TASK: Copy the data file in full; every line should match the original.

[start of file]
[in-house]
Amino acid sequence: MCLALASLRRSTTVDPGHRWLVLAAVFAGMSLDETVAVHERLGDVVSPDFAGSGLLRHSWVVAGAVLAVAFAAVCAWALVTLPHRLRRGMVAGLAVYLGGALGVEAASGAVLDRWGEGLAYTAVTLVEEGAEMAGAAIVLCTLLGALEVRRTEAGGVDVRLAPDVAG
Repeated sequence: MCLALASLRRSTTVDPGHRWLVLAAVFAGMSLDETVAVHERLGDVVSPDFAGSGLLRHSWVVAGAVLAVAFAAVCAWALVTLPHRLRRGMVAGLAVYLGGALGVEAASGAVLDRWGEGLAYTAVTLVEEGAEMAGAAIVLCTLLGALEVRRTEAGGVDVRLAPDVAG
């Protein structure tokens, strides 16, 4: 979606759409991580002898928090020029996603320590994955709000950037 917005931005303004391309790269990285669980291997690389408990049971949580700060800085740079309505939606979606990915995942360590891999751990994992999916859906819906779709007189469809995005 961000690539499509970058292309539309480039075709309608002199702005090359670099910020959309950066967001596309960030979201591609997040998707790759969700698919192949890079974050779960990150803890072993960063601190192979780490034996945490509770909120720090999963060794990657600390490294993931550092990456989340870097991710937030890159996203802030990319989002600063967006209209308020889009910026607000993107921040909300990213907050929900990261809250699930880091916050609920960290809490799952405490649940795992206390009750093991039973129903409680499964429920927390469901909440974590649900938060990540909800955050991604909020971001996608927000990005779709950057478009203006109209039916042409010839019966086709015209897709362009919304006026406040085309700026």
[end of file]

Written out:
[in-house]
Amino acid sequence: MCLALASLRRSTTVDPGHRWLVLAAVFAGMSLDETVAVHERLGDVVSPDFAGSGLLRHSWVVAGAVLAVAFAAVCAWALVTLPHRLRRGMVAGLAVYLGGALGVEAASGAVLDRWGEGLAYTAVTLVEEGAEMAGAAIVLCTLLGALEVRRTEAGGVDVRLAPDVAG
Repeated sequence: MCLALASLRRSTTVDPGHRWLVLAAVFAGMSLDETVAVHERLGDVVSPDFAGSGLLRHSWVVAGAVLAVAFAAVCAWALVTLPHRLRRGMVAGLAVYLGGALGVEAASGAVLDRWGEGLAYTAVTLVEEGAEMAGAAIVLCTLLGALEVRRTEAGGVDVRLAPDVAG
């Protein structure tokens, strides 16, 4: 979606759409991580002898928090020029996603320590994955709000950037 917005931005303004391309790269990285669980291997690389408990049971949580700060800085740079309505939606979606990915995942360590891999751990994992999916859906819906779709007189469809995005 961000690539499509970058292309539309480039075709309608002199702005090359670099910020959309950066967001596309960030979201591609997040998707790759969700698919192949890079974050779960990150803890072993960063601190192979780490034996945490509770909120720090999963060794990657600390490294993931550092990456989340870097991710937030890159996203802030990319989002600063967006209209308020889009910026607000993107921040909300990213907050929900990261809250699930880091916050609920960290809490799952405490649940795992206390009750093991039973129903409680499964429920927390469901909440974590649900938060990540909800955050991604909020971001996608927000990005779709950057478009203006109209039916042409010839019966086709015209897709362009919304006026406040085309700026």